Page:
AC: I look at the work my grandfather did 70 years ago, and back then the oceans were largely a surface. We hadn't really explored them at all, and people imagined what was in the ocean and they thought of monsters. What my grandfather did was really create the innovations needed to be able to pull back that curtain and start to see what was there. And he recorded that through his films and shared it and really opened everybody's eyes to all the amazing things we have in our oceans.
My father started thinking about the larger crises and started doing films that went beyond talking about what was there, but really talking about what human development and progress meant for the natural environment.
Today, when I look at what's happening, I realize that we need to take the environmental movement to a whole different level. We need to get people to not only know what's there, but take action to help protect it. What's really hopeful, and what makes the world a different place today, is that we know it's there and the threats are exponentially greater, but the awareness of what we stand to lose is also exponentially greater.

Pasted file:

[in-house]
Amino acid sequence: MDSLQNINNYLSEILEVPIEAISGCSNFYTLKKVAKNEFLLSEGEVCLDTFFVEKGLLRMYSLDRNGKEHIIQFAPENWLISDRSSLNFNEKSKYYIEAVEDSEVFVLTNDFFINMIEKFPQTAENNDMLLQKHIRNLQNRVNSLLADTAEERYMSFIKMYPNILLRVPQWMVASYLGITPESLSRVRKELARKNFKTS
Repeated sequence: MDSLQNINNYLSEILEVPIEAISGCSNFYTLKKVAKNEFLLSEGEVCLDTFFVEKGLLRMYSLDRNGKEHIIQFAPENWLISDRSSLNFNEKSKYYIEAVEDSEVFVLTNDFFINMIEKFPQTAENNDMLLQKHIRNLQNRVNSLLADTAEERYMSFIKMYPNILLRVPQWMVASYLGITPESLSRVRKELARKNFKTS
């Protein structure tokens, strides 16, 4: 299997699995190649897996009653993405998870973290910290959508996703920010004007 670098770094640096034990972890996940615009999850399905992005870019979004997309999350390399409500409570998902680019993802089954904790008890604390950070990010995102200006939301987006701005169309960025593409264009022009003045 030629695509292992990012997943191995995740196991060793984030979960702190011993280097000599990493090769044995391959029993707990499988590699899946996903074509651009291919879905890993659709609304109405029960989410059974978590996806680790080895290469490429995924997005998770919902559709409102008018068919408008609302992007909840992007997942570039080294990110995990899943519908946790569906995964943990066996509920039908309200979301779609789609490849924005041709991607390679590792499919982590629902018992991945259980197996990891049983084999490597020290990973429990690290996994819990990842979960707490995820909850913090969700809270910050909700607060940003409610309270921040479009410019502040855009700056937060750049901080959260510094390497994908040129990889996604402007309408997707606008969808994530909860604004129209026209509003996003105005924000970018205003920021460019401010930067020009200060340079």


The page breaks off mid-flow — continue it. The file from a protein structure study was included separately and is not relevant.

Not only in my own work, but sitting on the board of Mother Nature Network—which is growing exponentially, recently—I realized people are hungry for this kind of information in a way they weren't before. And they're making it not just a political issue or economic issue or red-versus-blue issue, but it's really becoming an issue of lifestyle and health and opportunity for innovation and growth. I think that's where there is a lot of excitement, for getting people to be involved in the solutions. You know, we have climate change today that we didn't have back then. We have ocean acidification, the oceans are getting fished out, rivers are leading to dead zones, we're running out of water in a lot of places for agriculture. A billion people don't even have access to water; a half-billion don't have access to sanitation. All these are really, really serious issues.
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